[Tutor] Reading information from a text file into a list of lists (WinXP/py2.6.2)

Alan Gauld alan.gauld at btinternet.com
Mon Oct 26 02:02:47 CET 2009

"Katt" <the_only_katala at verizon.net> wrote

> def read_important_dates():
>    print "\nReading text file into program: important.txt"
>    text_file = open("important.txt", "r")
>    dates = text_file.readlines()
>    text_file.close()
>    print dates
> #
> read_important_dates()
> When it gets to print dates I see the following:
> [ ' "Old Test","2009_10_20"\n',  ' "Current Test",2009_10_25"\n',  ' 
> "Future Test","2009_11_01" ' ]
> Does it look this way because I am using the "print"?  Or do I still need 
> to add the inner [ ] and strip out the \n and '?

Its that way because you are just storing the raw strings read from the 
(notice the outer single quotes). You need to interpret(ie parse) the 
to extract the data. You should also strip the lines to get rid of the \n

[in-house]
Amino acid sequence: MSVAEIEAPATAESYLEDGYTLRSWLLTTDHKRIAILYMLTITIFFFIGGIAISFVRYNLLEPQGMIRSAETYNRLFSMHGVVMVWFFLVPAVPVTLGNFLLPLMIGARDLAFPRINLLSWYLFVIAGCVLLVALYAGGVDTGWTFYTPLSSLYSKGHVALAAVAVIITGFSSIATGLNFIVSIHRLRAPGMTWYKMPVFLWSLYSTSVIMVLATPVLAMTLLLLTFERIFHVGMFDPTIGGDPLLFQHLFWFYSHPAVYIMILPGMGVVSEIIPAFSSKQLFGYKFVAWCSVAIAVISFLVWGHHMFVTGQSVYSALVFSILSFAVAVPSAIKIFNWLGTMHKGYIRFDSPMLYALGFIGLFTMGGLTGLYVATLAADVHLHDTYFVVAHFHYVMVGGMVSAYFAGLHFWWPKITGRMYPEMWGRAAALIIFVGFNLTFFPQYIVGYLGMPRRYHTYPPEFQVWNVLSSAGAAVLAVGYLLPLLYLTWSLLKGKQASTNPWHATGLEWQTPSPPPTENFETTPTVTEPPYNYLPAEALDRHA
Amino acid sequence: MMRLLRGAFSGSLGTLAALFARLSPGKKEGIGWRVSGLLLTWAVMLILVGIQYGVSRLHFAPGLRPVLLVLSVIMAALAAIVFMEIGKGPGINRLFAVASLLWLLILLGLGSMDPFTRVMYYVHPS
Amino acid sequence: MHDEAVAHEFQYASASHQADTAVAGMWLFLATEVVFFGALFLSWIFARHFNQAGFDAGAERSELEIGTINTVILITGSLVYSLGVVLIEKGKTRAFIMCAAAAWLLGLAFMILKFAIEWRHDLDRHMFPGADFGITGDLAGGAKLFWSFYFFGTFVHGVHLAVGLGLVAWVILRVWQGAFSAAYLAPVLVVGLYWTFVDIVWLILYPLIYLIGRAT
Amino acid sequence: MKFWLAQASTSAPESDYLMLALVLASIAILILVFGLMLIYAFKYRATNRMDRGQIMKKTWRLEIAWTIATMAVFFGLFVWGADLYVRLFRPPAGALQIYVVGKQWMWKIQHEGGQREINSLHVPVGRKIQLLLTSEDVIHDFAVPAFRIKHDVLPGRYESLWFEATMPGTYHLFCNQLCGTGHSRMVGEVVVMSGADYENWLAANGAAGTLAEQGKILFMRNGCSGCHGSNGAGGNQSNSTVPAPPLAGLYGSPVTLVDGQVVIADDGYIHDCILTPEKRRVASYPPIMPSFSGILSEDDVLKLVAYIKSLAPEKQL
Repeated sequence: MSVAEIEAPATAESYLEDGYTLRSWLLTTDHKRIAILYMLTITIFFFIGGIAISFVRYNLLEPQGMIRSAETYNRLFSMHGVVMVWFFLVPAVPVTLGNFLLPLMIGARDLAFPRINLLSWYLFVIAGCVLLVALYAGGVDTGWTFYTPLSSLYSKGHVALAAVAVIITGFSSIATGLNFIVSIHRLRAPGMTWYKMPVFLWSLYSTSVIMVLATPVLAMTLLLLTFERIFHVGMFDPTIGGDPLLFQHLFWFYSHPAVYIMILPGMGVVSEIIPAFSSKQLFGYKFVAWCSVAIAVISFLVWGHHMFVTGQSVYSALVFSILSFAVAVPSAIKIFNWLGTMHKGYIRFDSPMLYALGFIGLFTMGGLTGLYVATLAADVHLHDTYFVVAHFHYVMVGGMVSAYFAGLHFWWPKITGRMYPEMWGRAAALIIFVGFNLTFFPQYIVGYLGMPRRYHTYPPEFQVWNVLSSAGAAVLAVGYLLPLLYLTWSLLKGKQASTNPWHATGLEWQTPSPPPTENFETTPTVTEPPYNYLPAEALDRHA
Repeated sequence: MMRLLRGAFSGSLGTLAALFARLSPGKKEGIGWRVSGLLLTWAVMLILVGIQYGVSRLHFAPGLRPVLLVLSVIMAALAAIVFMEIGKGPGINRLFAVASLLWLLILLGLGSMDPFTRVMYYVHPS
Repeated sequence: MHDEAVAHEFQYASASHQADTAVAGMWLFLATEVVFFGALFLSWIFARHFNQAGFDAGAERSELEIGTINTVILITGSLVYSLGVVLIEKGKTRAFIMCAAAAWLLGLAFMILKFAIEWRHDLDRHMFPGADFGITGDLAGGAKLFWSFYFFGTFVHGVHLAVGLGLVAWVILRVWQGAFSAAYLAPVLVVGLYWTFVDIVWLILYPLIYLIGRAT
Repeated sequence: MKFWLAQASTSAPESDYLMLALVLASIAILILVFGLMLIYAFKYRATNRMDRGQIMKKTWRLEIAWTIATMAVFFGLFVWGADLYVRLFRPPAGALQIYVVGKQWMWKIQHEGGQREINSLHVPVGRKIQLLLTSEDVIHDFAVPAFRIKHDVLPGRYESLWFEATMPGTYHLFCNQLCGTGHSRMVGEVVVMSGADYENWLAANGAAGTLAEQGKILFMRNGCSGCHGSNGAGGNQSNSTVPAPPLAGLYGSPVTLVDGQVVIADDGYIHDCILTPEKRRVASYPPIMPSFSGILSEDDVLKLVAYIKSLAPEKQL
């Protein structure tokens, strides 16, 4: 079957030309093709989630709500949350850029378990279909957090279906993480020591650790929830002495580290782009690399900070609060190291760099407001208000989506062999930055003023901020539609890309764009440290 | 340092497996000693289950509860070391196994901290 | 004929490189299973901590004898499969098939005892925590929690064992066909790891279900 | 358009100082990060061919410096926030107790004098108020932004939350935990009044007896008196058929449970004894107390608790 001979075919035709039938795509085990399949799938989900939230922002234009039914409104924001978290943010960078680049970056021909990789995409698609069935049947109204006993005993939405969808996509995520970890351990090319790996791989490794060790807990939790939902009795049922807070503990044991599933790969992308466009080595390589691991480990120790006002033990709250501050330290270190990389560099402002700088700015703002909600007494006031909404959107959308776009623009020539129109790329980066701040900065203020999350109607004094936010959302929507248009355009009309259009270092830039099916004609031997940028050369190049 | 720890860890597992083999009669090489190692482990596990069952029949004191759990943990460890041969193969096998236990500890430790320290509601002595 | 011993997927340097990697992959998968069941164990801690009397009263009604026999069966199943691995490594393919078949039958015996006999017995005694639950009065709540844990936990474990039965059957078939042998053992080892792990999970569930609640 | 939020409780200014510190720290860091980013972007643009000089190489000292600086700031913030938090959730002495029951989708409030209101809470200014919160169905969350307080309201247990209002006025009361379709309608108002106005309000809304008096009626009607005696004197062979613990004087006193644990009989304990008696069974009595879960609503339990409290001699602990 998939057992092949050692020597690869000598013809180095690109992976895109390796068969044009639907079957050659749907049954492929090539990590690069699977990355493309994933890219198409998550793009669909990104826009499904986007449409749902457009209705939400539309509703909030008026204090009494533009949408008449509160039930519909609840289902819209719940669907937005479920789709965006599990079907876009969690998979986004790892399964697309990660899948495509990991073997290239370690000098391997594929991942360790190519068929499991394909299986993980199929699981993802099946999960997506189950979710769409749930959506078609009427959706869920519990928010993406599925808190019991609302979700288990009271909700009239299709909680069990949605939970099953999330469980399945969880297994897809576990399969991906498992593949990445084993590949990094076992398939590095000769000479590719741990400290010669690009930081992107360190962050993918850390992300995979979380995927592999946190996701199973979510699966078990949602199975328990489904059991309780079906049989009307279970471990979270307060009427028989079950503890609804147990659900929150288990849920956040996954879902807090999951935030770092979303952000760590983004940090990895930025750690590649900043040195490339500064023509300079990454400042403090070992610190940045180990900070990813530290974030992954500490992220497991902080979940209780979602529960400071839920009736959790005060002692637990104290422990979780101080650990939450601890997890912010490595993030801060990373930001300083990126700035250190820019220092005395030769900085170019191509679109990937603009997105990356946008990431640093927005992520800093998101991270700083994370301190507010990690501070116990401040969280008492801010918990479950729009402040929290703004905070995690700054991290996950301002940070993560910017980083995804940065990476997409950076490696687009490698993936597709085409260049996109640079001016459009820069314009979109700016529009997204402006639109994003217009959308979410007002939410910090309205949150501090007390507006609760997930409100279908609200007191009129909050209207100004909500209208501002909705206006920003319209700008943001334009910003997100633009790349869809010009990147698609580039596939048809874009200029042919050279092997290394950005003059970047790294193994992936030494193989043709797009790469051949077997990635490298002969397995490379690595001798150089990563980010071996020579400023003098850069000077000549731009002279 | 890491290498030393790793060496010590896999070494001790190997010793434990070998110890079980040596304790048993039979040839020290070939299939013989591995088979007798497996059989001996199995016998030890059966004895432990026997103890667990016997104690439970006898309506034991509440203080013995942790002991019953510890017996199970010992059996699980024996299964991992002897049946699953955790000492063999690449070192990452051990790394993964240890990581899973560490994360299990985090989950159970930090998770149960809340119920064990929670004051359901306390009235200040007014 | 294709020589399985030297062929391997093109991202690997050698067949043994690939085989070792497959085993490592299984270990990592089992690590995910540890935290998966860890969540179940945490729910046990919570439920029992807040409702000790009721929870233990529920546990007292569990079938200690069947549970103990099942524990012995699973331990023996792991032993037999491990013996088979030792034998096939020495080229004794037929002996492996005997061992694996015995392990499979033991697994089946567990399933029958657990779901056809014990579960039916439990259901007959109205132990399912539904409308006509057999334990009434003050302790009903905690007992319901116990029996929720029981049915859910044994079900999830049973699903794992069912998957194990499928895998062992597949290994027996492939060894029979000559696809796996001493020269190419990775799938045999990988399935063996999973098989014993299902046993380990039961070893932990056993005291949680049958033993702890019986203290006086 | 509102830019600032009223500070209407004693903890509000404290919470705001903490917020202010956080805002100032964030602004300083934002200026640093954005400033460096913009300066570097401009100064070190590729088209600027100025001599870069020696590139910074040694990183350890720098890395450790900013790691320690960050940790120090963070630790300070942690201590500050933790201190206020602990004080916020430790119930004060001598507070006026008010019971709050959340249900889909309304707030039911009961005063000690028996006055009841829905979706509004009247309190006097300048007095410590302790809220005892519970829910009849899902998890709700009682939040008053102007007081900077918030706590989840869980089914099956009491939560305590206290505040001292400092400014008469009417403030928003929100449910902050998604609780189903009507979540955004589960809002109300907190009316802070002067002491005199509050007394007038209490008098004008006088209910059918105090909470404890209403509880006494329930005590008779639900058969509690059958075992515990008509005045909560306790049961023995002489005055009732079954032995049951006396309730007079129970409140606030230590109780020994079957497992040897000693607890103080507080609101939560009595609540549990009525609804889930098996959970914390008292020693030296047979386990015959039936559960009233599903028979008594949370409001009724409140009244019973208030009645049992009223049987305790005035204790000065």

> If I add brackets to the text file I am reading from my output looks like

If you have control over the text file then add a unique character as
a field separator and then uyou can use split() to split the fields easily.
Common choices of field separator include unlikely currency symbols
or graphics characters.

> I have tried line.strip() to remove the \n and ' characters, but get the 
> following error:
>    File "fileio.py", line 6, in read_important_dates
>        line.strip()
> NameError: global name 'line' is not defined

And sure enough you have no line variable. You will need to
process the lines one by one. A list comp can do this for you

>    dates = text_file.readlines()

dates = [line.strip() for line in text_file]

And if you knew the sepsatator char you could do that too

dates = [line.strip().split(sep) for line in text_file]

>    File "fileio.py", line 6, in read_important_dates
>        important_dates = dates.split()
> NameError: 'list' object has no attribute 'split'

True ebough. You really need to process the lines one at a time.
This is usually best done as you read them from the file rather
than after storing them in a list - it saves processing the data twice.


Alan Gauld
Author of the Learn to Program web site

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